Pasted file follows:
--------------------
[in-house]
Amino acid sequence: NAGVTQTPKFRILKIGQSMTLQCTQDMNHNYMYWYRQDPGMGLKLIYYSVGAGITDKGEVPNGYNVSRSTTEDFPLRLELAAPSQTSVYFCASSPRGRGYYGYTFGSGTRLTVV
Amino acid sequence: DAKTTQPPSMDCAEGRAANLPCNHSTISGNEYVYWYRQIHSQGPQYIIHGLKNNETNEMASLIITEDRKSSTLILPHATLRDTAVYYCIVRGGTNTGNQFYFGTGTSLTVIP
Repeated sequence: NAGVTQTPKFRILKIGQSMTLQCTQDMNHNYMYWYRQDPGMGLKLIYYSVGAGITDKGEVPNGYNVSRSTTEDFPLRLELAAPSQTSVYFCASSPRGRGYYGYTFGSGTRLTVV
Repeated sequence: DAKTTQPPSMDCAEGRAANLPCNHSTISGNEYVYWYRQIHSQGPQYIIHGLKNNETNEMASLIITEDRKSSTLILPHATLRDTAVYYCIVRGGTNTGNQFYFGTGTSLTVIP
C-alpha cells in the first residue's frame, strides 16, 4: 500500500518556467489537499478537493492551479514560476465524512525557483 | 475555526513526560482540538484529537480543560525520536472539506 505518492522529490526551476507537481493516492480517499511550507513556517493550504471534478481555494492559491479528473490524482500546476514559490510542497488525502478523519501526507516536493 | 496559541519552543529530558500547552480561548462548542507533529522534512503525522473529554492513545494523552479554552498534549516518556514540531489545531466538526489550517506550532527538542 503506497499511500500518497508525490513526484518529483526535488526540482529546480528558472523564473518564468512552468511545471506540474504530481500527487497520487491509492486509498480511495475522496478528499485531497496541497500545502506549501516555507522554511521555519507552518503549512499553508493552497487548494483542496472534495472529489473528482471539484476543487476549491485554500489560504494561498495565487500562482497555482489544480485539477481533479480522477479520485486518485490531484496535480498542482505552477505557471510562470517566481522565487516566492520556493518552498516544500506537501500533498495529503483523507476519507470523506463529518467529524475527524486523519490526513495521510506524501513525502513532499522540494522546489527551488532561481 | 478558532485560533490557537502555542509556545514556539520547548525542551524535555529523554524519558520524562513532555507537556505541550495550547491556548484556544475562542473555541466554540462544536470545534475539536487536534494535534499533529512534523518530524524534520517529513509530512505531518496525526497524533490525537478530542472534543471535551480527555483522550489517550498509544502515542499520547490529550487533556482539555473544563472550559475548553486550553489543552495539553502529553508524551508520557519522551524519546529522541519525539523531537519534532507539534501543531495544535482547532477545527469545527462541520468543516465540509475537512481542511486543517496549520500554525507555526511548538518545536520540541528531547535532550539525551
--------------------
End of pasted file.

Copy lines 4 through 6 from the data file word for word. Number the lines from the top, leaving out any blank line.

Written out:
Repeated sequence: NAGVTQTPKFRILKIGQSMTLQCTQDMNHNYMYWYRQDPGMGLKLIYYSVGAGITDKGEVPNGYNVSRSTTEDFPLRLELAAPSQTSVYFCASSPRGRGYYGYTFGSGTRLTVV
Repeated sequence: DAKTTQPPSMDCAEGRAANLPCNHSTISGNEYVYWYRQIHSQGPQYIIHGLKNNETNEMASLIITEDRKSSTLILPHATLRDTAVYYCIVRGGTNTGNQFYFGTGTSLTVIP
C-alpha cells in the first residue's frame, strides 16, 4: 500500500518556467489537499478537493492551479514560476465524512525557483 | 475555526513526560482540538484529537480543560525520536472539506 505518492522529490526551476507537481493516492480517499511550507513556517493550504471534478481555494492559491479528473490524482500546476514559490510542497488525502478523519501526507516536493 | 496559541519552543529530558500547552480561548462548542507533529522534512503525522473529554492513545494523552479554552498534549516518556514540531489545531466538526489550517506550532527538542 503506497499511500500518497508525490513526484518529483526535488526540482529546480528558472523564473518564468512552468511545471506540474504530481500527487497520487491509492486509498480511495475522496478528499485531497496541497500545502506549501516555507522554511521555519507552518503549512499553508493552497487548494483542496472534495472529489473528482471539484476543487476549491485554500489560504494561498495565487500562482497555482489544480485539477481533479480522477479520485486518485490531484496535480498542482505552477505557471510562470517566481522565487516566492520556493518552498516544500506537501500533498495529503483523507476519507470523506463529518467529524475527524486523519490526513495521510506524501513525502513532499522540494522546489527551488532561481 | 478558532485560533490557537502555542509556545514556539520547548525542551524535555529523554524519558520524562513532555507537556505541550495550547491556548484556544475562542473555541466554540462544536470545534475539536487536534494535534499533529512534523518530524524534520517529513509530512505531518496525526497524533490525537478530542472534543471535551480527555483522550489517550498509544502515542499520547490529550487533556482539555473544563472550559475548553486550553489543552495539553502529553508524551508520557519522551524519546529522541519525539523531537519534532507539534501543531495544535482547532477545527469545527462541520468543516465540509475537512481542511486543517496549520500554525507555526511548538518545536520540541528531547535532550539525551